Computer Science Ontology

The Computer Science Ontology is a large-scale ontology of research areas that was automatically generated using the Klink-2 algorithm on a dataset of about 16 million publications, mainly in the field of Computer Science. In the rest of the paper, we will refer to this corpus as the Rexplore dataset.
The current version of CSO includes 14,164 topics and 162,121 semantic relationships. The main root is Computer Science; however, the ontology includes also a few secondary roots, such as Linguistics, Geometry, Semantics, and so on.
CSO presents two main advantages over manually crafted categorisations used in Computer Science (e.g., 2012 ACM Classification, Microsoft Academic Search Classification). First, it can characterise higher-level research areas by means of hundreds of sub-topics and related terms, which enables to map very specific terms to higher-level research areas. Secondly, it can be easily updated by running Klink-2 on a set of new publications.

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The Computer Science Ontology: A Large-Scale Taxonomy of Research Areas

Ontologies of research areas are important tools for characterising, exploring, and analysing the research landscape. Some fields of research are comprehensively described by large-scale taxonomies, e.g., MeSH in Biology and PhySH in Physics. Conversely, current Computer Science taxonomies are coarse-grained and tend to evolve slowly. For instance, the ACM classification scheme contains only about 2K research topics and the last version dates back to 2012. In this paper, we introduce the Computer Science Ontology (CSO), a large-scale, automatically generated ontology of research areas, which includes about 26K topics and 226K semantic relationships. It was created by applying the Klink-2 algorithm on a very large dataset of 16M scientific articles.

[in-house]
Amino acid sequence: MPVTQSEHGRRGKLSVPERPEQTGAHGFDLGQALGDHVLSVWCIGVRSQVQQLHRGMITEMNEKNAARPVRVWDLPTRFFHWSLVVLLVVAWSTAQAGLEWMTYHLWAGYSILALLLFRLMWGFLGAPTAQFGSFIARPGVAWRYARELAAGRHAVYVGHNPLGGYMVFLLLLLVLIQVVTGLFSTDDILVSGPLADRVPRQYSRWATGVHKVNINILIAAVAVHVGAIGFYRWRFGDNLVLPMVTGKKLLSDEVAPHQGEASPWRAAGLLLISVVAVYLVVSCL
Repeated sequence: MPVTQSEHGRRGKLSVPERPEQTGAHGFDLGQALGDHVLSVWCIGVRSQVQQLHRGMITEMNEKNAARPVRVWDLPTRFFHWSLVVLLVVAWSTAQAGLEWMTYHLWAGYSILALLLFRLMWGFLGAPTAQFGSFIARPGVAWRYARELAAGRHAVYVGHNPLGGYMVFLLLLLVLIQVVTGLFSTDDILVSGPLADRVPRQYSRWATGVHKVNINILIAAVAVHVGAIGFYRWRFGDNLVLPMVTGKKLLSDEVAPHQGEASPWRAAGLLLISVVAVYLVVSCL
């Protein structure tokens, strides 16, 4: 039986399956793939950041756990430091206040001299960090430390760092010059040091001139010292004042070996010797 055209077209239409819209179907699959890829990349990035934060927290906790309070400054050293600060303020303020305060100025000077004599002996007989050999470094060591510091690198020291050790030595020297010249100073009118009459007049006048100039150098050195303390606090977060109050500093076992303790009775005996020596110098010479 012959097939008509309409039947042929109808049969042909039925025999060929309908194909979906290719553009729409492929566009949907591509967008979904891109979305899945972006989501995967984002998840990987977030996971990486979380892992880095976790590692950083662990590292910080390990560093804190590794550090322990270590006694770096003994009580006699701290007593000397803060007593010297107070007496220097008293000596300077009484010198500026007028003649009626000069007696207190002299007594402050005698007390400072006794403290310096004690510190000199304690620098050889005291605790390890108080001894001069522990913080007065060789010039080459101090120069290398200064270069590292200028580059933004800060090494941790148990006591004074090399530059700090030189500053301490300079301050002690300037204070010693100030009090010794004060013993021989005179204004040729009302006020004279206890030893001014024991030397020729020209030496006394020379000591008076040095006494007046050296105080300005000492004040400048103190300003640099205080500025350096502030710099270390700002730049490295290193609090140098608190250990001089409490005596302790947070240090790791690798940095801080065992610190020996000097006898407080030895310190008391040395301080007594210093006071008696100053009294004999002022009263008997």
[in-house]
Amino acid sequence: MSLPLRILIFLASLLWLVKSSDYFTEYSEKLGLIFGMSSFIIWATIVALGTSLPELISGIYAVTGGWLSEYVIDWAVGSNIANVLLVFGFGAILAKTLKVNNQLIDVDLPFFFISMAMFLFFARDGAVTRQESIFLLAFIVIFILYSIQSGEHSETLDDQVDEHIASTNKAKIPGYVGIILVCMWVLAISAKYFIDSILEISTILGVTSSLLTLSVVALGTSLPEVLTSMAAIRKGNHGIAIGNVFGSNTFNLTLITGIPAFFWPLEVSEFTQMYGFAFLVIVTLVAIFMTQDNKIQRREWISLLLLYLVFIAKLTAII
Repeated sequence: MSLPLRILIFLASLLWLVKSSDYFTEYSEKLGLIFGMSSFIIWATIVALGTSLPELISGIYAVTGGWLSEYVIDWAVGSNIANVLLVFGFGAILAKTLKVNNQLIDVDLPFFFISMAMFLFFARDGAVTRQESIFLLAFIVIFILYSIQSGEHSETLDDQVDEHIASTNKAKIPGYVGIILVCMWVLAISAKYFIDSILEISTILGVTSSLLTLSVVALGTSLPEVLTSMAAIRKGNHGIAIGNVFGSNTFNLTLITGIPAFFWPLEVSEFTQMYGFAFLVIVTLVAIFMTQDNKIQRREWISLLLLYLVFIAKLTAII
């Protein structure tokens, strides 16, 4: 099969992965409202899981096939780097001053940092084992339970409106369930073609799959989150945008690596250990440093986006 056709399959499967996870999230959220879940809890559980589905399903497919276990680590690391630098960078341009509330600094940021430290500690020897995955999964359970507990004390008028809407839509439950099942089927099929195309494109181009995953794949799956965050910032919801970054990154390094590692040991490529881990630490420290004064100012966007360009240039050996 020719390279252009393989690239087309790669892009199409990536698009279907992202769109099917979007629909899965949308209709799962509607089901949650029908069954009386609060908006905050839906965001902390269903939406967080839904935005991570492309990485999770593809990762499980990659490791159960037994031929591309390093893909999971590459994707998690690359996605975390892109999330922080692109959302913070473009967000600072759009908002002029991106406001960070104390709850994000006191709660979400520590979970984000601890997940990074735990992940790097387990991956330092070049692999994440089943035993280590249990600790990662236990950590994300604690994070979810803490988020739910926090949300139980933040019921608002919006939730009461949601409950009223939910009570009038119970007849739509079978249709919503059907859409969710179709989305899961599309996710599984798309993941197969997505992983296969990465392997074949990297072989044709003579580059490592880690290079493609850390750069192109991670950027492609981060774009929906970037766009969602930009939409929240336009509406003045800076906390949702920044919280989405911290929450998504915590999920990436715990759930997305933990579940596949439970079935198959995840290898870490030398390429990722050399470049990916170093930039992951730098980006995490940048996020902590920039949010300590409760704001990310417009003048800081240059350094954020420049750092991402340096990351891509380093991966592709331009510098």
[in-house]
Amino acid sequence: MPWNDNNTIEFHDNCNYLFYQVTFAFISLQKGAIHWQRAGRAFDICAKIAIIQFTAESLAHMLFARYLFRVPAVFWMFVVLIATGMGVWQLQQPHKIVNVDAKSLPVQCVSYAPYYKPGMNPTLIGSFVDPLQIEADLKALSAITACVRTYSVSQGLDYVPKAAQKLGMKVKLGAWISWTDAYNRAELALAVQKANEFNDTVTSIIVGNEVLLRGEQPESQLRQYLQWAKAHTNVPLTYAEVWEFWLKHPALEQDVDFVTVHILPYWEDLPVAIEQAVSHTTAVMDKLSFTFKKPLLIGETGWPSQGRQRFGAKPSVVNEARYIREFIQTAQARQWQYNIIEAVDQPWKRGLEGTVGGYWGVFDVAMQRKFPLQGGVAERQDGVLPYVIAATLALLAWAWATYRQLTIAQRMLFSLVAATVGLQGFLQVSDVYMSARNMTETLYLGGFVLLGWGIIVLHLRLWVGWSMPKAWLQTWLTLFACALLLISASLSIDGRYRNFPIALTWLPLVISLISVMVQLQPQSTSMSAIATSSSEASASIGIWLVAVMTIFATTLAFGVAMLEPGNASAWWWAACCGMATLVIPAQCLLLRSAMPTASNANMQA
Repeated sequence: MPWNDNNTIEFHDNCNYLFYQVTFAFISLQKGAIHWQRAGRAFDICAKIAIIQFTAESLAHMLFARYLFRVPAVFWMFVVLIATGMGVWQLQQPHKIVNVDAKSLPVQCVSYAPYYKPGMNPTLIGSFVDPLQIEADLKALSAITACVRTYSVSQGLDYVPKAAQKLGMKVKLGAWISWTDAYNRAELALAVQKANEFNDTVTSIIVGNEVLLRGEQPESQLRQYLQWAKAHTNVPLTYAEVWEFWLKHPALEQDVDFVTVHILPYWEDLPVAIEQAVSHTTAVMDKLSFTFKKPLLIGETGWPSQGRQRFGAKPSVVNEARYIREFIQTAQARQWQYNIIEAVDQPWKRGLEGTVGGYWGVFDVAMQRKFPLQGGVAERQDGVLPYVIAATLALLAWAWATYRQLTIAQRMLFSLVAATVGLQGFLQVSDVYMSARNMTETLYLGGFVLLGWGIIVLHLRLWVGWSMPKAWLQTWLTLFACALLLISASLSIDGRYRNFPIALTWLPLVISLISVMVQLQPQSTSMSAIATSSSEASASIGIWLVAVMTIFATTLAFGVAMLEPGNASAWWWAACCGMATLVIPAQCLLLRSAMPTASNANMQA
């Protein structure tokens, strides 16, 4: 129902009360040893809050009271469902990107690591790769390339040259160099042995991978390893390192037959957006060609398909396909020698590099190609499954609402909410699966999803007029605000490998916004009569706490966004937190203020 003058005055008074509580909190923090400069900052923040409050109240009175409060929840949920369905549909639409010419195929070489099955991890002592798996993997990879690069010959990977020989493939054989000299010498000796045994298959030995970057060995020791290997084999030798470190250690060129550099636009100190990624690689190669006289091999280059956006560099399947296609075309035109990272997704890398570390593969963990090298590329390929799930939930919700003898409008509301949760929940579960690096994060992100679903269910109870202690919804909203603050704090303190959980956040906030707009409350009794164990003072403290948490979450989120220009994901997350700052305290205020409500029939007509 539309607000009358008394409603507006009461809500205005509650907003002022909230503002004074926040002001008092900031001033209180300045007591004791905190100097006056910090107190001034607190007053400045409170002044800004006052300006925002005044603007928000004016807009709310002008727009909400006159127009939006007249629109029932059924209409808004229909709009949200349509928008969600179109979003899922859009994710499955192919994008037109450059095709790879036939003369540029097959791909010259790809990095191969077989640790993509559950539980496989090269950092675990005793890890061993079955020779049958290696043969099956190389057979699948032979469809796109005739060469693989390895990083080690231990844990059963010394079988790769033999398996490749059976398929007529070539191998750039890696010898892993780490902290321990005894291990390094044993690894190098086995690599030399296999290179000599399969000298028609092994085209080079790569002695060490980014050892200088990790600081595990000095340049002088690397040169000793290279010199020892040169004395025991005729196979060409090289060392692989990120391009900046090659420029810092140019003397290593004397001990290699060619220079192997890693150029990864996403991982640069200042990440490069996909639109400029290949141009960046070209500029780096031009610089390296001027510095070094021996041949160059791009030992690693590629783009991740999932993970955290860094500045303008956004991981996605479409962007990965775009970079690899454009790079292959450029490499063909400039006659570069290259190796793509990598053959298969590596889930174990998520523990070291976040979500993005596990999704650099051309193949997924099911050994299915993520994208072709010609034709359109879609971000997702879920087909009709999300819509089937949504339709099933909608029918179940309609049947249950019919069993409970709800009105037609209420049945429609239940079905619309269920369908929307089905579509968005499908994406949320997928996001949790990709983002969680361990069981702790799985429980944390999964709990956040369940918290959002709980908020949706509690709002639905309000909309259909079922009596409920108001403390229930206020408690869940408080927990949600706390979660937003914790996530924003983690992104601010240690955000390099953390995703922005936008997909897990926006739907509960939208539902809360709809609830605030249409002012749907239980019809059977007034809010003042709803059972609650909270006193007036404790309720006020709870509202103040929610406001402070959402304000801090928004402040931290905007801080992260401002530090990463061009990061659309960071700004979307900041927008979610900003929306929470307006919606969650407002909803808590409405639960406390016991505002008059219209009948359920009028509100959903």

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Springer Nature Hack Day – Berlin

On 26-27 April 2018, Francesco Osborne and I attended the third edition of the Springer Nature Hack Day, which was held in its headquarter in Berlin. The Springer Nature Hack Day is an event that allows researchers, developers, tech companies, and Springer Nature itself, to gather together and tackle current research issues. Offering also opportunities […]

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SpringerNature Hackday – London

On the 29th November 2017, myself with two KMi colleagues (Andrea Mannocci and Thiviyan Thanapalasingam) attended the second edition of SpringerNature HackDay in London (@ SpringerNature Campus). Aliaksandr Birukou, Executive Editor of Computer Science at Springer Nature and collaborator of our research team at the Knowledge Media Institute, also joined our group on the HackDay. The whole […]

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Early Detection of Research Trends

Being able to rapidly recognise new research trends is strategic for many stakeholders, including universities, institutional funding bodies, academic publishers and companies. The literature presents several approaches to identifying the emergence of new research topics, which rely on the assumption that the topic is already exhibiting a certain degree of popularity and consistently referred to by a community of researchers. However, detecting the emergence of a new research area at an embryonic stage, i.e., before the topic has been consistently labelled by a community of researchers and associated with a number of publications, is still an open challenge.

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